Describe the role of positive & negative feedback

Things to know or review: 1. Describe the role of positive & negative feedback in the regulation of the immune response. Compare the 3 lines of immune defense, what happens to our immune response to pathogens if one line of defense fails? 2. Can the presence of non-pathogenic bacteria on our skin or mucous membranes reduce our infections with pathogens? Compare the chemical & physical defenses in keratinized membranes (skin) with mucous membranes (lining the mouth, airways…). What event may trigger the release of interferon from cells? Describe interferon’s effects. 3. Which white blood cells provide non-specific immunity? What stem cell develops into these WBCs? Where are they produced? 4. Describe the actions of basophils & mast cells in starting an inflammation response. Describe the symptoms of inflammation & what changes in the blood flow at an infection cause those symptoms. Describe how positive chemotaxis attracts WBCs to an infection. 5. Compare the 2 major types of phagocytic cells. What other effects do each of these phagocytes have on the immune responses? Describe the process of phagocytes’s. What happens if pathogens evade them? 6. Describe the actions of natural killer (NK) cells. What substance do they release to kill cancerous or virally infected cells? 7. Where are complement proteins made? Where are they found prior to activation? What signal(s) activate complement proteins? Describe how complement can kill bacteria & how it activates other parts of the immune system. 8. Describe the symptoms of a fever & recovery phase. What are its risks & benefits?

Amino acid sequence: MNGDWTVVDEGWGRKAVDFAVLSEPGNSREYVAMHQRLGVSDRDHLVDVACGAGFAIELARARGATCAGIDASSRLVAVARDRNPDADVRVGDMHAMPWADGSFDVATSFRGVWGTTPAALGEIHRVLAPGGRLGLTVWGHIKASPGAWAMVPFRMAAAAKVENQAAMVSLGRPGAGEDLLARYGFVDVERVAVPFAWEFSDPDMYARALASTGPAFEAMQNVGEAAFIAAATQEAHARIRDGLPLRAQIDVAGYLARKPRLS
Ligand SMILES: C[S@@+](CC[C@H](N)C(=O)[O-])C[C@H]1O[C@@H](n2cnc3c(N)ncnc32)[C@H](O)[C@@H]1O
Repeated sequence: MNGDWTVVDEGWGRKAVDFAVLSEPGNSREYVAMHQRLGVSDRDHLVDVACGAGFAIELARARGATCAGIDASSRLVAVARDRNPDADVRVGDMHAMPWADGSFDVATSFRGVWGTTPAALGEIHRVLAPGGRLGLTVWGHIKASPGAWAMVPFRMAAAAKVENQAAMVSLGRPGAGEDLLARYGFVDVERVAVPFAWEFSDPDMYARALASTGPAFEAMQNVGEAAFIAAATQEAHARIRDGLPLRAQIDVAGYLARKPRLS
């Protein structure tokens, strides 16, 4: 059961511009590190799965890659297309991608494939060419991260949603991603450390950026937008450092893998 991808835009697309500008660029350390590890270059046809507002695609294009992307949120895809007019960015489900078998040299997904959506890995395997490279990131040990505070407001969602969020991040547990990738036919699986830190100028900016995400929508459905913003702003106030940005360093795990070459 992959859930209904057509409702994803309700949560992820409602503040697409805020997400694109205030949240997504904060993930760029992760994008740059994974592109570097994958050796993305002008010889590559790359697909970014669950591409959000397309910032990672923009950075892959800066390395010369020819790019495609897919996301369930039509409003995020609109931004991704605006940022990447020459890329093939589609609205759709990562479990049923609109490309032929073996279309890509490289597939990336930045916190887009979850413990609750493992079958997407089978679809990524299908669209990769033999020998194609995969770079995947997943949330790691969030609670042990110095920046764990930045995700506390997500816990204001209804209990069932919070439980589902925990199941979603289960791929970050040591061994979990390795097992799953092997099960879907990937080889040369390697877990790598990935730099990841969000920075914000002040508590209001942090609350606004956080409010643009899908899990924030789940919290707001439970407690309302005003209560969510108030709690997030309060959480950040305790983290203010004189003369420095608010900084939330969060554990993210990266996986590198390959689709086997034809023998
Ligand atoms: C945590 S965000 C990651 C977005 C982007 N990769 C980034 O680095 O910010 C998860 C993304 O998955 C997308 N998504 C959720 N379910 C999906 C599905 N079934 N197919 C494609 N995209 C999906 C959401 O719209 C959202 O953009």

Things to know or review: 1. Define pathogen. Do pathogenic organisms belong to a single group or are they widely scattered across the “tree of life”? How does this affect the challenge of preventing infectious disease? 2. Explain the SA/V advantages for small pathogens. Explain virulence. Are all microbes pathogenic? 3. Describe the arms race hypothesis in terms of the co-evolution of a pathogen & its host. What does it tell us about our ability to eliminate infectious diseases? 4. Why do insect-transmitted & water-transmitted diseases show higher rates of virulence than human-human directly transmitted diseases? How might pathogen virulence change if we limit insect transmission & had clean water? 5. What are the leading causes of infectious deaths in developing countries? Which infectious diseases have the largest impact on child survivorship worldwide? 6. Compare viruses, bacteria, and protists for relative size, relative genome size, who has both DNA & RNA, a diploid genome, organelles that are present, capable of asexual reproduction, and which may have intracellular life stages. 7. Trace the steps in a virus life cycle: viral entry to cell, viral DNA or RNA enters ,v2nyucleus, translation of viral proteins, assembly of virus, buIDing or lysis of cell. 12 

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